STATE OF IOWA, Plaintiff-Appellee, vs. FRANK RICHARD DOTSETH, Defendant-Appellant.
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IN THE COURT OF APPEALS OF IOWA No. 9-020 / 08-0504 Filed March 11, 2009 STATE OF IOWA, Plaintiff-Appellee, vs. FRANK RICHARD DOTSETH, Defendant-Appellant. ________________________________________________________________ Appeal from the Iowa District Court for Winneshiek County, Margaret L. Lingreen, Judge.
The defendant appeals from his conviction of five counts of third-degree sexual abuse. AFFIRMED.
Dean Stowers of Rosenherg, Stowers & Morse, Des Moines, for appellant. Thomas J. Miller, Attorney General, Sheryl Soich, Assistant Attorney General, and Andrew F. Vandermaaten, County Attorney, for appellee.
Considered by Vogel, P.J., and Vaitheswaran and Eisenhauer, JJ.
EISENHAUER, J. Frank Dotseth appeals from his conviction of five counts of third-degree sexual abuse, in violation of Iowa Code section 709.4(2)(b) (2007). He contends there is insufficient evidence to support the conviction. He also contends the court erred in refusing to instruct the jury on his religious practices and beliefs. We review these claims for corrections of errors at law. State v. Jorgensen, 758 N.W.2d 830, 834 (Iowa 2008) (“Sufficiency-of-the-evidence challenges are reviewed for correction of errors at law.”); State v. Martinez, 679 N.W.2d 620, 623 (Iowa 2004) (“We review the trial court’s refusal to give a requested instruction for correction of errors at law.”). Dotseth is an ordained minister and practitioner of his own religion, the Church of One. He admits that in 2006, he touched the vagina of a thirteen-yearold neighbor with his fingers. He claims the contact occurred when he was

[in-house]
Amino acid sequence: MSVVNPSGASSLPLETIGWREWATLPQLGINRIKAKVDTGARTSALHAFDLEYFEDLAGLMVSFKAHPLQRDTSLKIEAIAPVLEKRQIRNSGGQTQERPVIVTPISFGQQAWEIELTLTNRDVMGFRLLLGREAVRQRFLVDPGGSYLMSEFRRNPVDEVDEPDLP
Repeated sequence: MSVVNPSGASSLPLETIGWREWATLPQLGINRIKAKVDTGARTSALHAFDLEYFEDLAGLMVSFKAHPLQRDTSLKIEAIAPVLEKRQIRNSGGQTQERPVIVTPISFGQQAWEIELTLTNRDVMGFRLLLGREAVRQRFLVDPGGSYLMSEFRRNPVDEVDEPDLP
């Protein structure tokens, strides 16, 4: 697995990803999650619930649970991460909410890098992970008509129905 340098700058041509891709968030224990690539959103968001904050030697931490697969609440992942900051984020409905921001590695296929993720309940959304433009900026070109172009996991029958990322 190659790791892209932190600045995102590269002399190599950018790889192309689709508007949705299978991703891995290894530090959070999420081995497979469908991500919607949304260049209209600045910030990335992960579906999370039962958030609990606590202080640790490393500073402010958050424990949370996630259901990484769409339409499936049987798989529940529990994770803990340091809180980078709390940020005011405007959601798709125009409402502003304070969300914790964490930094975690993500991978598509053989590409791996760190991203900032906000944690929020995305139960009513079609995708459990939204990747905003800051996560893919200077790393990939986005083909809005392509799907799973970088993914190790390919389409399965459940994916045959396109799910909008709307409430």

applying oils to the girl as part of a holistic treatment of a rash in her pubic area. This occurred on five separate occasions, each treatment lasting approximately fifteen minutes. On the fifth occasion, the victim claims Dotseth penetrated her vagina with his penis three times. A jury’s findings of guilt are binding on appeal if supported by substantial evidence. State v. Enderle, 745 N.W.2d 438, 443 (Iowa 2007). Substantial
evidence is evidence that could convince a rational trier of fact a defendant is guilty beyond a reasonable doubt. Id. When reviewing a challenge to the
sufficiency of the evidence, we view the evidence in the light most favorable to